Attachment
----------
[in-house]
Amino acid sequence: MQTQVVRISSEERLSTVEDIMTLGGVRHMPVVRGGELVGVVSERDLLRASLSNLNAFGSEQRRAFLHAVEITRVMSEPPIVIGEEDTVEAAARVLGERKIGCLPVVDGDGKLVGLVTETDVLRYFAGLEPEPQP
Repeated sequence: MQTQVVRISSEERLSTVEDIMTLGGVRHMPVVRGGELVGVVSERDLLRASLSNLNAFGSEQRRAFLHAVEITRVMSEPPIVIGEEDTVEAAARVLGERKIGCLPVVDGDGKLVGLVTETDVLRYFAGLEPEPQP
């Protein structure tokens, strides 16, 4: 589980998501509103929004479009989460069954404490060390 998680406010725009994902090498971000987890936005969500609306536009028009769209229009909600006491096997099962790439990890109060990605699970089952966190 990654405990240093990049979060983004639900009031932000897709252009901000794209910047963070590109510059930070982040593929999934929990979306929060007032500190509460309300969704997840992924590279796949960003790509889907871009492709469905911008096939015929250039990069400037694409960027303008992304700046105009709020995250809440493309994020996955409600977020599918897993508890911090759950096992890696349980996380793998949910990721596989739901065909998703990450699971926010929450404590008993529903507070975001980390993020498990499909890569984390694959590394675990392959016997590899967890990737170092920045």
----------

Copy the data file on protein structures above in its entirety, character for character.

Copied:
[in-house]
Amino acid sequence: MQTQVVRISSEERLSTVEDIMTLGGVRHMPVVRGGELVGVVSERDLLRASLSNLNAFGSEQRRAFLHAVEITRVMSEPPIVIGEEDTVEAAARVLGERKIGCLPVVDGDGKLVGLVTETDVLRYFAGLEPEPQP
Repeated sequence: MQTQVVRISSEERLSTVEDIMTLGGVRHMPVVRGGELVGVVSERDLLRASLSNLNAFGSEQRRAFLHAVEITRVMSEPPIVIGEEDTVEAAARVLGERKIGCLPVVDGDGKLVGLVTETDVLRYFAGLEPEPQP
């Protein structure tokens, strides 16, 4: 589980998501509103929004479009989460069954404490060390 998680406010725009994902090498971000987890936005969500609306536009028009769209229009909600006491096997099962790439990890109060990605699970089952966190 990654405990240093990049979060983004639900009031932000897709252009901000794209910047963070590109510059930070982040593929999934929990979306929060007032500190509460309300969704997840992924590279796949960003790509889907871009492709469905911008096939015929250039990069400037694409960027303008992304700046105009709020995250809440493309994020996955409600977020599918897993508890911090759950096992890696349980996380793998949910990721596989739901065909998703990450699971926010929450404590008993529903507070975001980390993020498990499909890569984390694959590394675990392959016997590899967890990737170092920045």